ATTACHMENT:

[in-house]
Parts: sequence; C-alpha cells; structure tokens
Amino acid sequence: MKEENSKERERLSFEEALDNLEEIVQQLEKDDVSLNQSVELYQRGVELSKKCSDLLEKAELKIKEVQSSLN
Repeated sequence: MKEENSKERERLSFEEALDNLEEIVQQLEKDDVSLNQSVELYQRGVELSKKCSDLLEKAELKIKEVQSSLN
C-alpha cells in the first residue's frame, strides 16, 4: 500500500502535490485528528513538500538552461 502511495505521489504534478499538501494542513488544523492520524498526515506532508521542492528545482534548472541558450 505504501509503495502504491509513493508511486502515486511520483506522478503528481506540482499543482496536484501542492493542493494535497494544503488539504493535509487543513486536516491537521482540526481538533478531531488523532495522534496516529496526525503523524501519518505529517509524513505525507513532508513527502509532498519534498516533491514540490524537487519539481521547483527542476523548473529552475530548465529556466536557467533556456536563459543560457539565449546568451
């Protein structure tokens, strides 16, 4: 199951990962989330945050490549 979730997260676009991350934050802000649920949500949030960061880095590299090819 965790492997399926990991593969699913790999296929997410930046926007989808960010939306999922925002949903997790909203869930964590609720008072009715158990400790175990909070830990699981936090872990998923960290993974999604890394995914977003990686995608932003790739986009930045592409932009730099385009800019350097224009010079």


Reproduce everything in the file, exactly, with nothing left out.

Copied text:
[in-house]
Parts: sequence; C-alpha cells; structure tokens
Amino acid sequence: MKEENSKERERLSFEEALDNLEEIVQQLEKDDVSLNQSVELYQRGVELSKKCSDLLEKAELKIKEVQSSLN
Repeated sequence: MKEENSKERERLSFEEALDNLEEIVQQLEKDDVSLNQSVELYQRGVELSKKCSDLLEKAELKIKEVQSSLN
C-alpha cells in the first residue's frame, strides 16, 4: 500500500502535490485528528513538500538552461 502511495505521489504534478499538501494542513488544523492520524498526515506532508521542492528545482534548472541558450 505504501509503495502504491509513493508511486502515486511520483506522478503528481506540482499543482496536484501542492493542493494535497494544503488539504493535509487543513486536516491537521482540526481538533478531531488523532495522534496516529496526525503523524501519518505529517509524513505525507513532508513527502509532498519534498516533491514540490524537487519539481521547483527542476523548473529552475530548465529556466536557467533556456536563459543560457539565449546568451
């Protein structure tokens, strides 16, 4: 199951990962989330945050490549 979730997260676009991350934050802000649920949500949030960061880095590299090819 965790492997399926990991593969699913790999296929997410930046926007989808960010939306999922925002949903997790909203869930964590609720008072009715158990400790175990909070830990699981936090872990998923960290993974999604890394995914977003990686995608932003790739986009930045592409932009730099385009800019350097224009010079």